Lick-and-stick tattoos may be coming back in fashion, but with a kick. Ink may be cool, but is it cooler than a tattoo which can measure your heart rate, temperature, electrical activity in the body and other vital signals? Sounds like it came out of a science fiction novel, but it’s actually real.
Advances in biomedical engineering and material science gave way to epidermal electronics – flexible patches with equally flexible electrical components, as thin as human hair. Researchers and inventors built the electrical components in the same manufacturing process used for making computer chips. These tiny pieces of technology can integrate energy sources and have wireless transmission. And are pretty cheap too.
Few years ago John A. Rogers, a professor of Material Science at the University of Illinois at Urbana-Champaign developed a prototype which could be as efficient as bigger, more complex medical machines like electrocardiograms. He took silicon, made it very thin and “structured into a serpentine shape”. As a result, this allowed the electronics to perfectly adhere to something as elastic as skin without braking. They could withstand stretching and compressing without a problem. The prototype had sensors which could measure heart and brain activity. The electronics don’t irritate the skin and can be put on a commercially available temporary tattoo.
This type of electronic tattoos could allow non-invasive diagnosis of certain diseases like heart arrhythmia and sleep disorders. But the most important aspect of health to which it can contribute is prevention. Good disease prevention got us to where we are today. Average human lifespan today is longer than ever in known history. Pharmaceuticals have proven to be quite effective, but why treat the consequences when you can remove the cause?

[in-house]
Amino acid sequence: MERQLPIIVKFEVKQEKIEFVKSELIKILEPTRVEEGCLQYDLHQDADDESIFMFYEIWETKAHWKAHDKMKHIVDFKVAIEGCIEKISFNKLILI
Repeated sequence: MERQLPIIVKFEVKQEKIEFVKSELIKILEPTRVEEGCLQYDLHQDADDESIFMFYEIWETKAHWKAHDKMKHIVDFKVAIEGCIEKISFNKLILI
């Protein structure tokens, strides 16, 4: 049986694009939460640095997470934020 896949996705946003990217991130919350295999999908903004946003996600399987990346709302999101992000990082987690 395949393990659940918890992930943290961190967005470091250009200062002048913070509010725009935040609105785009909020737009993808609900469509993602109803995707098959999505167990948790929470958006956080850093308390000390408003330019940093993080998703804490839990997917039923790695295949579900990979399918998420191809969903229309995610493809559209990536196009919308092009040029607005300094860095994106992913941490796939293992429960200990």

Change of thought
Major problem in most countries in the world is medical care getting more and more expensive. At certain places it has reached the level where only the wealthy can afford good medical care. Pharmaceuticals are getting more expensive too.
With these and other problems of current medical care, researchers started to think in the other direction. Instead of going to a hospital, paying a lot of cash for a generally unpleasant experience, people could check themselves in the comfort of their home. The electronic tattoo would monitor vital signals, making a data set for your doctor. With knowledge gathered from that data, you could track your health regularly, prevent disease and if there is a problem doctor would have enough information for a diagnosis.
Considering that this device is connectable to web, the question of security rises. Do you really want such information to be connected onto a network which is hackable? Innovators like Todd Coleman applied certain technologies to fix this problem. In a presentation for TED Talk, Coleman explained that instead of running the algorithms that interpret the data in the cloud, they run them on the small integrated circuits in the electric tattoo. Efficiency of this approach is yet to be seen. There are currently no commercially available electric tattoos, as they are still in the development phase. As well as advanced security systems needed for implementing this device.
Change of the medical care system this kind of device suggests is inevitable if we look at current problems. Improving home medical care and personalizing it is the next step in the evolution of our healthcare. Such an amount of data could vastly improve diagnostics and most importantly, prevention (I said it a thousand times, I know, but it is very important). Improving security of our data would allow such a change to occur. Considering the speed of our development, that moment is just around the corner.